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Hillerman speaks, signs books at Farmington Civic Center

Literary event also paid tribute to Marilu Waybourn
Hiller gave a keynote address at San Juan Historical Society’s literary event May 3 at Farmington Civic Center. (DelSheree Gladden/The Journal)

San Juan County Historical Society and Amy’s Bookcase celebrated Anne HIllerman’s newest book and the late Marilu Waybourn at a literary event Wednesday, May 3, at Farmington Civic Center.

A longtime San Juan County resident and member of the historical society since its formation in 1988, Waybourn authored and co-authored multiple books on the history of the county. In addition to her prolific writing, her passion for research led to the development of an extensive database of historical photos, documents and stories.

Waybourn's notable accomplishments also included being the first female broadcaster at KENN radio station, 14 years as a journalist with Farmington Daily Times and 12 years as a writer-editor and computer specialist for the Bureau of Land Management. She was inducted into the Farmington High School Hall of Fame in 2016.

Waybourn died May 30, 2022 at the age of 90.

After the tribute to Waybourn, Anne Hillerman provided the keynote address, speaking on the use of historical landscapes in fiction.

A long line of readers waited for an opportunity to meet Anne Hillerman and have books signed after the presentation. (DelSheree Gladden/The Journal)

Hillerman said using the Southwest as a setting in her books “really recharges my batteries and gives me reason to keep working.”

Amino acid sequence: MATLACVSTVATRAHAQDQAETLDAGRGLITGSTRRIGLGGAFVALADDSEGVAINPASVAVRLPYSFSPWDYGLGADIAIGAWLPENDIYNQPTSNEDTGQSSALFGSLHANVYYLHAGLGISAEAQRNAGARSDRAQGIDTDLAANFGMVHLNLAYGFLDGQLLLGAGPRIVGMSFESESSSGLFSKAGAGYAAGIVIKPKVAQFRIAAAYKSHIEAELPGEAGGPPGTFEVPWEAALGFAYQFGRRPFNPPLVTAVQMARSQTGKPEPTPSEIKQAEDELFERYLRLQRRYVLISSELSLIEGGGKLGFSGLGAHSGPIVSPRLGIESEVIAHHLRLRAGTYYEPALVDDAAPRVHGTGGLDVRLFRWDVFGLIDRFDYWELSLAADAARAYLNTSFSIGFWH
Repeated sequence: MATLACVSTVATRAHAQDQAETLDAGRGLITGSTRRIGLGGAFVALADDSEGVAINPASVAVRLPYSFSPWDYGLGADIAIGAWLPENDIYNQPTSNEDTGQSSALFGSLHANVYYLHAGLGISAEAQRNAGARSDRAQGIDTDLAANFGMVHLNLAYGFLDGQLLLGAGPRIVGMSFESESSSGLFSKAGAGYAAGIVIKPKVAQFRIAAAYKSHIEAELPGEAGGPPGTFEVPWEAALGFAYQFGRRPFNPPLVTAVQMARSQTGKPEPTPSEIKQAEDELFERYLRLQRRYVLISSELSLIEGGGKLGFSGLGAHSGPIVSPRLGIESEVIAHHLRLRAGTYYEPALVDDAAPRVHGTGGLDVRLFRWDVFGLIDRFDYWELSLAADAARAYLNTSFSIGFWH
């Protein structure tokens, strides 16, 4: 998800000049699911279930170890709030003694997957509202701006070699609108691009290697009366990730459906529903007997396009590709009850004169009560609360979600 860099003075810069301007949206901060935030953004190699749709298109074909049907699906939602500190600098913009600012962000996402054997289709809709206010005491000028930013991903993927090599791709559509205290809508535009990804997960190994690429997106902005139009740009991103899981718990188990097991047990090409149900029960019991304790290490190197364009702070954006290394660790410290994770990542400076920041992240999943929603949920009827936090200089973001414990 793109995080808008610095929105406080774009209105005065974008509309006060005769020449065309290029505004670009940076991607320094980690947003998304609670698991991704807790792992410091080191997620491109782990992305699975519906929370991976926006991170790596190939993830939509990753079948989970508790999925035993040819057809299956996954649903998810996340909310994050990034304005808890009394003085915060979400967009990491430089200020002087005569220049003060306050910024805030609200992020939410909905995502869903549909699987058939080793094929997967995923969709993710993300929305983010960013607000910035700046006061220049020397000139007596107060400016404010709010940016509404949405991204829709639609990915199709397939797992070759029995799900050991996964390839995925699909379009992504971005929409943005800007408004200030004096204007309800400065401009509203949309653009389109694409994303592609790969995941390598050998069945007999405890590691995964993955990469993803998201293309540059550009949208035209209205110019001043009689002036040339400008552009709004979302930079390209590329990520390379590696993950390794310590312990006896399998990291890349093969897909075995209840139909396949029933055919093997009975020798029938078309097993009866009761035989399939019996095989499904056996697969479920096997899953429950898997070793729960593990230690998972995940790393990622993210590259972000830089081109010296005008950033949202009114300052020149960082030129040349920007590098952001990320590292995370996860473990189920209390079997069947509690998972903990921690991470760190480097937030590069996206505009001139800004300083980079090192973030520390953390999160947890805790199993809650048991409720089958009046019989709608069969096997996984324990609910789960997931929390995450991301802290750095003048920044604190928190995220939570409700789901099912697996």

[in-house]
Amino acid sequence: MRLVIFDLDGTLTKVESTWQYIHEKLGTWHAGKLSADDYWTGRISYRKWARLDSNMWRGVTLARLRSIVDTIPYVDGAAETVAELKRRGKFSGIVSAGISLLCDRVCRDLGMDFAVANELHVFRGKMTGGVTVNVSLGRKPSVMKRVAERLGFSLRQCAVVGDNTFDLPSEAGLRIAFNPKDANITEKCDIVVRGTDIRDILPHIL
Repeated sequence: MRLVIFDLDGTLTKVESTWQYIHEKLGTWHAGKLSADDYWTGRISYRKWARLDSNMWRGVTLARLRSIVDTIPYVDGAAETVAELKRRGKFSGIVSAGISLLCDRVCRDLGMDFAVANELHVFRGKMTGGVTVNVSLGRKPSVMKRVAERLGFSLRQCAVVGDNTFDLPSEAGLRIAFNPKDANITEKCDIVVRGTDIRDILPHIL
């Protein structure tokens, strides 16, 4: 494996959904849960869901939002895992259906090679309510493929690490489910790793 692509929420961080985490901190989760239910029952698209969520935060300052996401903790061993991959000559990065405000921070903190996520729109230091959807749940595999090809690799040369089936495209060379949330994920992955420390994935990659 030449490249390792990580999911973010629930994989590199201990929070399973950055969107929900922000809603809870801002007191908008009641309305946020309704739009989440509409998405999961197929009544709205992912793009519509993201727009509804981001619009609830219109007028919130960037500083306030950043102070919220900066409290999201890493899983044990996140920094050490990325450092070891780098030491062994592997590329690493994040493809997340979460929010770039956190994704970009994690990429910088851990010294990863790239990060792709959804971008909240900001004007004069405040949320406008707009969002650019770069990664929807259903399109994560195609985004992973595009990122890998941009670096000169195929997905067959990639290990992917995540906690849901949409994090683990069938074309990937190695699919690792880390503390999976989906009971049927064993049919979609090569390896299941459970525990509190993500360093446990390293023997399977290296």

Researching Southwest landscapes has broadened her knowledge of the tribes who have inhabited this region over time and their descendants, such as the Alamo Navajo Nation near Socorro. Her research into their history introduced her to the Very Large Array telescopes and a new setting which she included in her novel “Stargazer.”

Hillerman said continuing to learn about the Southwest and its people has often led her to new settings, characters and historical elements that she has been able to share with her readers, increasing their knowledge of and interest in the Southwest.

“People who write novels are lucky if they live in a place like New Mexico where there is so much interesting history that we can weave into our stories.”

“I think people who love history and people who love novels have a lot in common,” Hillerman said.

She drew parallels between history and fictional stories, saying both could be invigorating because of they connections they create with readers and history lovers.

Hillerman said the types of stories that stick with people, whether historical or fictional, are those that tell of “people facing adversity who come through it somehow or other, people who have challenges and they don’t give up, people who are loyal to their families and loyal to their friends, and have a little spark of creativity and can manage to do something in a different way and come out on top.”